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Baseball: What's new this year?

As 'Play Ball!' rings out April 4, baseball fans debate the impact of high salaries and the post-steroid era.

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Los Angeles Angels' Hideki Matsui, hits a single off Los Angeles Dodgers pitcher Clayton Kershaw in the fourth inning of an exhibition major league baseball game in Anaheim, Calif. on Friday.

Francis Specker/AP

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As Major League Baseball kicks off its new season April 4, part of the story will be a rerun from last year: The Boston Red Sox and New York Yankees – the twin suns around which the baseball universe revolves – will swing their bats center stage. Will they end up facing each other for a berth in the World Series?

But that's not the only story in baseball this spring. Yes, the designated hitter rule will be forever debated, but baseball is slowly changing. There's more emphasis on "small ball" – focusing on base hits and advancing runners – as the era of steroid-pumped home-run champs fades. Meantime, the core of baseball – a game of poetic pitfalls, played by fallible men and "designed to break your heart," as former MLB commissioner Bart Giamatti once wrote – endures.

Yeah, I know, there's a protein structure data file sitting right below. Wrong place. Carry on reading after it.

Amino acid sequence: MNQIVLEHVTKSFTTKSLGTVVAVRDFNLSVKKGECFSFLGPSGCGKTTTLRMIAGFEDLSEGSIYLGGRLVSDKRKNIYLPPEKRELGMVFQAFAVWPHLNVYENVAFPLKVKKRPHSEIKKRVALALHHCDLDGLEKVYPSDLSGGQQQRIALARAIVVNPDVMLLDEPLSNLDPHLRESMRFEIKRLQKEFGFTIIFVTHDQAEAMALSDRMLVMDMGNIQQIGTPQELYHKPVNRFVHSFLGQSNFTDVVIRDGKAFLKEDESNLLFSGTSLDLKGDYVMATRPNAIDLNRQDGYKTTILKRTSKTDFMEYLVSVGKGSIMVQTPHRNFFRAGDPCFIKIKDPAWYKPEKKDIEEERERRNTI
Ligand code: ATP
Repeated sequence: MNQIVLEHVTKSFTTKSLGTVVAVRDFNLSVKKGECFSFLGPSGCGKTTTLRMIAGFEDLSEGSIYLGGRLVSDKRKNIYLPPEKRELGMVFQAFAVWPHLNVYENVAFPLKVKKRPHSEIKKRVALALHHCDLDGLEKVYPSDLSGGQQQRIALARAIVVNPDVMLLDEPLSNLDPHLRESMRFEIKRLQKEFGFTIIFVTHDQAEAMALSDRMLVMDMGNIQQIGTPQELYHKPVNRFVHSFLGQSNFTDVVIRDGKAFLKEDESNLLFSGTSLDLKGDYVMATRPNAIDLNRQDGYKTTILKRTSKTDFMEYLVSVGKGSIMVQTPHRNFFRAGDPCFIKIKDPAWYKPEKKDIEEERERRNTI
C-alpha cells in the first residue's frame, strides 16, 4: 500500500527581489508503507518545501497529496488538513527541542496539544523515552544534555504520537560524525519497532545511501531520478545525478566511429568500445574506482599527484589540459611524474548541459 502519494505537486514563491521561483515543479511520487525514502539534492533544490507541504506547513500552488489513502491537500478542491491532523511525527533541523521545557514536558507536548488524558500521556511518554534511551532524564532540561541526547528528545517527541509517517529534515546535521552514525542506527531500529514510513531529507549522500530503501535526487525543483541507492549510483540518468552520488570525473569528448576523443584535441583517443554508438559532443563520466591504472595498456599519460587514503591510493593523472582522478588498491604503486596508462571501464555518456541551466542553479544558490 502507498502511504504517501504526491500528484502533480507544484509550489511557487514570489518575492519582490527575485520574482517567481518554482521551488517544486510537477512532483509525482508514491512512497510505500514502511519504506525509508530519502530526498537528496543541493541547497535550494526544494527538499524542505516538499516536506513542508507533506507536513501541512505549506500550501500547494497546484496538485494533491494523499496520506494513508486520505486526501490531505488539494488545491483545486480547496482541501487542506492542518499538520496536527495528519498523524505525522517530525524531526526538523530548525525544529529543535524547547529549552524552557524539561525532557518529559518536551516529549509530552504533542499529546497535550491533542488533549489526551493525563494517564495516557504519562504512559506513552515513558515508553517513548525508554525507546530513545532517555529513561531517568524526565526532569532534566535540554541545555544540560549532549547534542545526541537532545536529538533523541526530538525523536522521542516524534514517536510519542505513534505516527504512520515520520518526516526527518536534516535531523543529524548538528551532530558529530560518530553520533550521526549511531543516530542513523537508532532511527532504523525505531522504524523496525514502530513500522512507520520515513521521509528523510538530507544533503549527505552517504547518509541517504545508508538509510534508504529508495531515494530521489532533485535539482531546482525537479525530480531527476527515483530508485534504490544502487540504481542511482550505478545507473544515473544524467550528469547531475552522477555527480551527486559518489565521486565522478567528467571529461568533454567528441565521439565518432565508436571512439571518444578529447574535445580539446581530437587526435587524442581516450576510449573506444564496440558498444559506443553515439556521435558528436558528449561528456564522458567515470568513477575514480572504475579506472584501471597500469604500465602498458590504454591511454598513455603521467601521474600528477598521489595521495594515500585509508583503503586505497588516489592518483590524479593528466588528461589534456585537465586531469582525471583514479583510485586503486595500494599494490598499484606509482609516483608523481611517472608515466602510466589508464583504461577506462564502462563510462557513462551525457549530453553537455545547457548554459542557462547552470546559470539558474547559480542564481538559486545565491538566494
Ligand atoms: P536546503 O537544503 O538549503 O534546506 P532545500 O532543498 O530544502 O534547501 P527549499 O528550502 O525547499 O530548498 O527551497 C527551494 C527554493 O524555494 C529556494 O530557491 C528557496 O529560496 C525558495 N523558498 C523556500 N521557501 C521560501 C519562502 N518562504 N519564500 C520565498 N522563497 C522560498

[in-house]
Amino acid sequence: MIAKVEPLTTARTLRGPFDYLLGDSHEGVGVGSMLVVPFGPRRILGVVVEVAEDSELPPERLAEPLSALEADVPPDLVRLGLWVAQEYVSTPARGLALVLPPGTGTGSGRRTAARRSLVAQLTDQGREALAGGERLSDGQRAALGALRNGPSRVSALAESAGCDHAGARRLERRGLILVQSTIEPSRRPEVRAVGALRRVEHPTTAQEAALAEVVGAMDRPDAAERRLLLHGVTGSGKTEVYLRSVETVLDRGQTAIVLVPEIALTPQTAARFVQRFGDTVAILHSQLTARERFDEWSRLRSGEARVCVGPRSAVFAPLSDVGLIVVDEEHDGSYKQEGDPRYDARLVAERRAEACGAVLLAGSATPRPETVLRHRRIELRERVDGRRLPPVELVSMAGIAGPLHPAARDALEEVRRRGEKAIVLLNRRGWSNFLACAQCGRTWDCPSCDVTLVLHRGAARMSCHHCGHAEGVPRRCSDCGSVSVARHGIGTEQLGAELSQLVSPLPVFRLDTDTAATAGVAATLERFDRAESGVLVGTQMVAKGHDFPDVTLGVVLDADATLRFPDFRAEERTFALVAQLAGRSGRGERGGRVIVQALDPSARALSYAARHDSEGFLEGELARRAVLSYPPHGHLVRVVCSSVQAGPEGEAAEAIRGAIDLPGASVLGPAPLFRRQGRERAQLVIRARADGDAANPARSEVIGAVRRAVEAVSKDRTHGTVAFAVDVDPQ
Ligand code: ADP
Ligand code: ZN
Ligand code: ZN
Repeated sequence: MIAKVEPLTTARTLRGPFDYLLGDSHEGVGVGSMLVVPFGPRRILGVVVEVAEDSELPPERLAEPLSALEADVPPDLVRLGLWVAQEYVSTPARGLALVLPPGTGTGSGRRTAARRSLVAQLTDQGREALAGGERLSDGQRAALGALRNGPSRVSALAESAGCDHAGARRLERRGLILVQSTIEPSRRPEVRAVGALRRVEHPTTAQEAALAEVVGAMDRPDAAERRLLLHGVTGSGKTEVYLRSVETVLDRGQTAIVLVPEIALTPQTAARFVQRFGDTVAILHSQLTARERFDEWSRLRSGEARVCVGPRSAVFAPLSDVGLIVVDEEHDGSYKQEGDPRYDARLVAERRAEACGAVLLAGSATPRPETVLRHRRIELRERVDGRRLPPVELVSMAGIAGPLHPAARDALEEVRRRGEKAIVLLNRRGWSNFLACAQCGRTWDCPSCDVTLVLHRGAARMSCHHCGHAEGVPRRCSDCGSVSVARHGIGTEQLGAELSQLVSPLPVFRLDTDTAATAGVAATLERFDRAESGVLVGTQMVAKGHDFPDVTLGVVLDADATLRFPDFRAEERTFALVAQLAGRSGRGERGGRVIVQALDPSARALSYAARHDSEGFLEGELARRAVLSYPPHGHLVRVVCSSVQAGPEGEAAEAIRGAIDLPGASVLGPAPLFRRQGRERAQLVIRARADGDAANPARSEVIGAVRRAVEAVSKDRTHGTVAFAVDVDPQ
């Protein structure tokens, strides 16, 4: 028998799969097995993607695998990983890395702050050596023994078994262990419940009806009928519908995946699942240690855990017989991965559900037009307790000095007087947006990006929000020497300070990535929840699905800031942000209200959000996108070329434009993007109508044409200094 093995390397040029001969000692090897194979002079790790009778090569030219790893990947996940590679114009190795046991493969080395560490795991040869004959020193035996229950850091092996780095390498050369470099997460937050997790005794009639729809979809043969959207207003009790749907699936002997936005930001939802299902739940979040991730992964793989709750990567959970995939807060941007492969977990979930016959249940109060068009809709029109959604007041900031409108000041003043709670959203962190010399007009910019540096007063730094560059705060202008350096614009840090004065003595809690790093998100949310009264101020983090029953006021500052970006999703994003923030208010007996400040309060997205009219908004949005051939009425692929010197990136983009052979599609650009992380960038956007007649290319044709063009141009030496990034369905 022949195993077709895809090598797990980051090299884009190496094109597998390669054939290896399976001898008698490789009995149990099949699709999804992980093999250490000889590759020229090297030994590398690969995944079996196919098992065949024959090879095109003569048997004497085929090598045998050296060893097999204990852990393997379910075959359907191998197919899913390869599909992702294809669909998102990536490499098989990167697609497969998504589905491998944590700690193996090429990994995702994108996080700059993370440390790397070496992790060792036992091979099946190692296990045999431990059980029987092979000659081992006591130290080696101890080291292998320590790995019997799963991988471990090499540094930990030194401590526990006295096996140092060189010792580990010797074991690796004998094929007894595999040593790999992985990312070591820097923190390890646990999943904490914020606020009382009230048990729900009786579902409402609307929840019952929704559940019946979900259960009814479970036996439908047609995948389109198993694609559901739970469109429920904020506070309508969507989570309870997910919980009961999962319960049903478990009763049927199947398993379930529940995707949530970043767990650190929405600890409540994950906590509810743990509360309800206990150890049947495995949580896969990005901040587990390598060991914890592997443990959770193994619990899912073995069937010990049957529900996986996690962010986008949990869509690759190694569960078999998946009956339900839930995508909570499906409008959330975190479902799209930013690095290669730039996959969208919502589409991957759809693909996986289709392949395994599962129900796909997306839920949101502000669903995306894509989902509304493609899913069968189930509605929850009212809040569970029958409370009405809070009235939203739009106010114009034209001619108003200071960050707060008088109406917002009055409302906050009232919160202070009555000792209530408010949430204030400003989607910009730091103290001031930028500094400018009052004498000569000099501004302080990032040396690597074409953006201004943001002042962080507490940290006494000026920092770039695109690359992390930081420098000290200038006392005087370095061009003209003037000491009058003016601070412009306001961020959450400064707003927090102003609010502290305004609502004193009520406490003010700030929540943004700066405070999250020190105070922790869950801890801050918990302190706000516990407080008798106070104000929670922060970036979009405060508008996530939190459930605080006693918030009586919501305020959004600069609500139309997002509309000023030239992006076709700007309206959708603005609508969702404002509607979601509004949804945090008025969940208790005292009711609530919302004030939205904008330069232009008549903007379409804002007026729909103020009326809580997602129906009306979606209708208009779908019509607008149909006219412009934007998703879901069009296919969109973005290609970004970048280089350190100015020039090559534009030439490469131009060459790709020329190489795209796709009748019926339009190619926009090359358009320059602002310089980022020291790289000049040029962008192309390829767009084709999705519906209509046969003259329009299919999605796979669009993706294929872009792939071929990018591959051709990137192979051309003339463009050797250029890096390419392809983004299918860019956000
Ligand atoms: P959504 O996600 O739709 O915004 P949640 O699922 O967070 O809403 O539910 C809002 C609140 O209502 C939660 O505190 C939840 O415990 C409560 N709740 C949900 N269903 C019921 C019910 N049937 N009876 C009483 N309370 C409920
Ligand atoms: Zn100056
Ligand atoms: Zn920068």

High anticipation greets opening day 2010, as a winter-weary America welcomes the first sign of summer with new questions about the Sox-Yankees primacy, the evolution of the post-steroid game, the future of the designated hitter rule, which off-season moves will ultimately matter, and, of course, how da Cubs gonna do?

Will money buy a pennant?

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